China has played a significant role in supporting global oil demand recovery in recent months by importing its highest-on-record crude volumes since May. Customs import data from the world’s top oil importer continue to show strong arrivals of crude as ports and customs continue to process cargoes that have waited for weeks to discharge.
However, with demand recovery in the rest of Asia still wobbling and refining margins in the region still depressed, the oil market and oil analysts have one primary concern about demand on their minds. How long can China support the fragile global oil market, when backlogged cargoes are finally processed and demand outside China is still weak, with the outlook getting weaker as the second wave of coronavirus infections is sweeping across major developed economies?
Over the past five months, China’s crude oil imports haven’t fallen below 11 million barrels per day (bpd), with June arrivals of 12.9 million bpd smashing the previous record from May by more than 1.5 million bpd.
The key reason for the record level of Chinese imports over the spring and summer was the buying spree of China’s refiners in March and April when oil prices crashed and hit the lowest in more than 15 years at the end of April. State and independent refiners rushed to stock up on dirt-cheap oil loading in the spring, which started to show up in Chinese imports as early as in May.
The Chinese recovery from the pandemic supported the global demand recovery early in the summer, while arrivals of cheap cargoes purchased in the spring continued to give the oil market hopes later in the summer when demand recovery elsewhere started to falter with the second wave of COVID-19.
China’s ports were so congested with cargoes that tankers had to wait for weeks to discharge the crude, which then clears customs and is shown in the customs import figures.
Port congestions have started to ease in recent weeks, however, suggesting that Chinese imports are on the road to return to ‘normal’ levels in the coming months.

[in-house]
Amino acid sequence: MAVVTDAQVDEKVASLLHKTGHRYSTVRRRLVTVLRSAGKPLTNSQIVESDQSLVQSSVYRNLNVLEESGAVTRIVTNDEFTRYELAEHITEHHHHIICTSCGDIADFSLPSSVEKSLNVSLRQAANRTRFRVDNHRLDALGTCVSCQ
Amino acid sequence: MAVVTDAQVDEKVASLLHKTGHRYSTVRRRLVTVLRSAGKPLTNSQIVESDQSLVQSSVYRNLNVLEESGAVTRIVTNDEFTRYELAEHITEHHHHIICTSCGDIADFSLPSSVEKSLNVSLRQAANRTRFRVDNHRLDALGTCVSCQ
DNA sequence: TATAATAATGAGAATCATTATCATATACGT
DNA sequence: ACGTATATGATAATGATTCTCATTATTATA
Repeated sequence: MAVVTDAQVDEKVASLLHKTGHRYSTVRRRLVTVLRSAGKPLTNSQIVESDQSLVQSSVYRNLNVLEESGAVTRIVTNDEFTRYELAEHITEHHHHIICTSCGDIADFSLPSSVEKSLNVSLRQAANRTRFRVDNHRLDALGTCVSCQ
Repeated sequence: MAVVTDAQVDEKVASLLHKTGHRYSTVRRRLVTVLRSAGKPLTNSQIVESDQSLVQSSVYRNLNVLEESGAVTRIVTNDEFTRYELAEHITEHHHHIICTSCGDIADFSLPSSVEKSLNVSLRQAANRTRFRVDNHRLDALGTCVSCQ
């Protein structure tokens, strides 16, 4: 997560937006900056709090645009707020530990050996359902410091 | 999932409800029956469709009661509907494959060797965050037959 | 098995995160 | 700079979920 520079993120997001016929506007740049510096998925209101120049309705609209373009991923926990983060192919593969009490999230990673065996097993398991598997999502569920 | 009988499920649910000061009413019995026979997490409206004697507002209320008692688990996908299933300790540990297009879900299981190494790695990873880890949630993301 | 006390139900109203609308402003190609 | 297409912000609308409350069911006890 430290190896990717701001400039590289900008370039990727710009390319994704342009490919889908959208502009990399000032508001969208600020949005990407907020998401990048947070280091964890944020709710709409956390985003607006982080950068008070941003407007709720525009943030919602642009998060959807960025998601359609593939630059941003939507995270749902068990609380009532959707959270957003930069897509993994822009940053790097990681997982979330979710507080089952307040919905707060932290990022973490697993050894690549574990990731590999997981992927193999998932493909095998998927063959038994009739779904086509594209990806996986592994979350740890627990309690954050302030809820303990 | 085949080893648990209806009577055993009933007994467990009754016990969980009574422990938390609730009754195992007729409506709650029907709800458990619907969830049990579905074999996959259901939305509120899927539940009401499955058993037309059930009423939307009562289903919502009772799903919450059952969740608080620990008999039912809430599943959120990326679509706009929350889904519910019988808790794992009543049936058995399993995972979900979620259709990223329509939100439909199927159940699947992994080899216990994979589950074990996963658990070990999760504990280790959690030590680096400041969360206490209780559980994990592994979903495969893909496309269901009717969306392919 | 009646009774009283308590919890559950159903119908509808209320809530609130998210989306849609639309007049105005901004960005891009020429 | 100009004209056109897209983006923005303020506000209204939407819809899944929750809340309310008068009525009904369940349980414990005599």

“After growing for five consecutive months, floating storage in China fell for the first time, indicating that port congestion has started to ease,” OilX’s oil analysts Juan Carlos Rodriguez and Valantis Markogiannakis wrote in a report earlier this month.
China’s oil imports continue to grow compared with previous years, but they are easing off the record-highs seen this summer.
But what will happen once the backlogged cargoes are processed? Can the world’s largest oil importer continue to support oil demand recovery when major economies in Europe are back again under tougher restrictions on social gatherings? Will Chinese refiners have an incentive to process more crude when fuel demand in the rest of Asia is still weak?
According to Refinitiv Oil Research, reported by Reuters’ columnist Clyde Russell, China’s October oil imports will likely see the last effect of the backlogged cargoes, with some 635,800 bpd estimated to have been delayed from September to October.
After that, it’s anyone’s guess how much oil China would import at what could be the normal levels.
Some independent refiners, the so-called teapots, have reportedly already used up their government-allocated import quotas for 2020, and could be inactive on the market for the rest of the year.
On a bullish note, a large private refiner is said to be stocking up on millions of barrels of crude from the Middle East in preparations for trial runs at a new refinery, helping to absorb some of the crude oil from the Middle East amid an otherwise depressed market with stalled demand recovery.
The market could probably be fairly certain that Chinese oil imports in the coming months are unlikely to beat the records from earlier this year.
Yet, the unclear outlook about China’s import volumes in the fourth quarter adds another uncertainty for the oil market to deal with until the end of 2020, on top of the increasingly uncertain outlook about demand recovery and supply growth from Libya.